Friday, 7 September 2007


I arrived at Geneva via Zurich, and was again seated on the LHS, and got a good gander of Mt Blanc on the way in. I didn't know it at the time, but the second 1/2 of the riding trip would involve completing a loop around this beast.

I met Kev in the arrrivals hall, and was later joined by Ham, BT and Greggles, whose flight had been delayed, and whose bikes were confirmed on a later flight. After starting with arrival beer and burgers, we navigated to the train station and found the luggage depot. Kev and I assembled velos, deposited the cases, then we all headed off to the local Hotel 33. Upon assembling the Colnago, it became apparent that the front chainring was looking decidedly bent. I normally load the bike upside down, but had been so flustered and pushed for time on that hectic departure morning that I just stuffed it in, and as it turned out, paid the price (mental note). Ham and I later had a go at flattening out the chainring with lumps of wood and concrete, but despite our best improvisational efforts, shifting to the large ring would simply throw the chain. It would have to be replaced. A second trip to the airport retrieved the other velos, all of which were assembled without incident. That evening we strolled into town proper by the lake (further than anticipated), locating a few bike shops en route. Dinner. The fact that Ham could barely walk upon leaving the restaurant (a day on a plane can do that to you) was of some concern, but fortunately he seemed right the next day.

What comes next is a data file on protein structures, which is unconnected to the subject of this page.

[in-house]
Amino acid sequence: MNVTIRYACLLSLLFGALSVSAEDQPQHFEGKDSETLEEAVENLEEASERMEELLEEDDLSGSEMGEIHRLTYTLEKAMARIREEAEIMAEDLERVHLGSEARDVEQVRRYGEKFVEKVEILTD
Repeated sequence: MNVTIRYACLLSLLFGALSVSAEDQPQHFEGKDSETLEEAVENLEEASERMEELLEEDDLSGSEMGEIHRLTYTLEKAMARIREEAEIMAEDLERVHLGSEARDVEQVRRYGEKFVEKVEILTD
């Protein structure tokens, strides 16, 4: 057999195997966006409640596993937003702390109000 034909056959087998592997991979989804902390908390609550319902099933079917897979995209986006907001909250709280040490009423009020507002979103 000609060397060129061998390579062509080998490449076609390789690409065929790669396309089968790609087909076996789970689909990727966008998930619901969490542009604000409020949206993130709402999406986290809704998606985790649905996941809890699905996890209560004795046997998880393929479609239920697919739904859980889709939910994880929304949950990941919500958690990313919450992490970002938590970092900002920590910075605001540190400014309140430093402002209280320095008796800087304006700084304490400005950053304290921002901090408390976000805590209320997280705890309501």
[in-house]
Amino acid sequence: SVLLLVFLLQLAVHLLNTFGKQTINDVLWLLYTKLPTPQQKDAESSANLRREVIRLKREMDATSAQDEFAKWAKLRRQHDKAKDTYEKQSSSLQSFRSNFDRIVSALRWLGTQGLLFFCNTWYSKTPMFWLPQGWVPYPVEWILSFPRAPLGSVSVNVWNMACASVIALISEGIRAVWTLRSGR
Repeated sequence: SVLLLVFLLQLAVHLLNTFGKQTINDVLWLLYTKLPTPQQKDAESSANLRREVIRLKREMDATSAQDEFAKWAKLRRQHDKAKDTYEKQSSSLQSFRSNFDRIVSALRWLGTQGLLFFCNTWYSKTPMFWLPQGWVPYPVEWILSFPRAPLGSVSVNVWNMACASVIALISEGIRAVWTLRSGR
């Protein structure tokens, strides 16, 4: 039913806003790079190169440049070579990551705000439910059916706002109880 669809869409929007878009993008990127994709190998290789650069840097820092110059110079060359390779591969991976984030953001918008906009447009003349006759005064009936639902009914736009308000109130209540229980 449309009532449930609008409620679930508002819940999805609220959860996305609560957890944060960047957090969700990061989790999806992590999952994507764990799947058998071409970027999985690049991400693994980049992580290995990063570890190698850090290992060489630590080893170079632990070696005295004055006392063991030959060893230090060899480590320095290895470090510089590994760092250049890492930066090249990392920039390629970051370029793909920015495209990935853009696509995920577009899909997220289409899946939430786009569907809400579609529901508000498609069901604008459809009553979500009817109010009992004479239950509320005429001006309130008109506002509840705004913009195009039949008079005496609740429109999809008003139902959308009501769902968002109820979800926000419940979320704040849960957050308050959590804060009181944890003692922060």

The next morning we packed our wee backpacks - a new experience for some of the lads - and rolled direction Ferry. En route we stopped at the only bike shop which was open, and I managed to explain that I need a new grande plat. The FSA replacement looks super! We only just made the Ferry, which was to eventually take us across the lake to our start point (Yvoire), but would first collect Nige, who was staying with a mate of his in Nyon. The ferry trip turned out to be a grand way to start. Perfect day, clear sky, slow cruising past the Jet d'eau, on a magnificent old paddle steamer. The mechanics of the beast were laid bare for all to see and smell in the centre of the vessel. Huge pistons and crank arms pounded only meters below, with nothing but a modest rail preventing inattentive drunkards from falling into the thing and being instantly mashed. None of that APEC-style fencing in this country, which was refreshing. Whilst cruising along I took the opportunity to install the new chainring. With Nige joining us we were now a team of 6.